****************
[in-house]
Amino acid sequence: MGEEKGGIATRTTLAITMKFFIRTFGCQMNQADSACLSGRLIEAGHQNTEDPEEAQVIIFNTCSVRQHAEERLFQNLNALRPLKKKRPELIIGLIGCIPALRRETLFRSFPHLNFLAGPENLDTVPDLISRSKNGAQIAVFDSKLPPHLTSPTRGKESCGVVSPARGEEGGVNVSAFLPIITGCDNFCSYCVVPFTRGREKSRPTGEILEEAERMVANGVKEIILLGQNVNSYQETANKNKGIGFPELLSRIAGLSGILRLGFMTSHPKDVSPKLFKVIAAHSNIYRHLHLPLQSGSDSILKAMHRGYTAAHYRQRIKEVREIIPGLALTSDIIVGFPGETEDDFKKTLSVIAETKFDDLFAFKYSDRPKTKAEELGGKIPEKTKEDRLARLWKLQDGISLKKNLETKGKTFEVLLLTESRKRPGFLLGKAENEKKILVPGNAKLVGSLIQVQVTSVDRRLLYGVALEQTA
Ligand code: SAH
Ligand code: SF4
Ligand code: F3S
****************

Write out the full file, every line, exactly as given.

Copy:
[in-house]
Amino acid sequence: MGEEKGGIATRTTLAITMKFFIRTFGCQMNQADSACLSGRLIEAGHQNTEDPEEAQVIIFNTCSVRQHAEERLFQNLNALRPLKKKRPELIIGLIGCIPALRRETLFRSFPHLNFLAGPENLDTVPDLISRSKNGAQIAVFDSKLPPHLTSPTRGKESCGVVSPARGEEGGVNVSAFLPIITGCDNFCSYCVVPFTRGREKSRPTGEILEEAERMVANGVKEIILLGQNVNSYQETANKNKGIGFPELLSRIAGLSGILRLGFMTSHPKDVSPKLFKVIAAHSNIYRHLHLPLQSGSDSILKAMHRGYTAAHYRQRIKEVREIIPGLALTSDIIVGFPGETEDDFKKTLSVIAETKFDDLFAFKYSDRPKTKAEELGGKIPEKTKEDRLARLWKLQDGISLKKNLETKGKTFEVLLLTESRKRPGFLLGKAENEKKILVPGNAKLVGSLIQVQVTSVDRRLLYGVALEQTA
Ligand code: SAH
Ligand code: SF4
Ligand code: F3S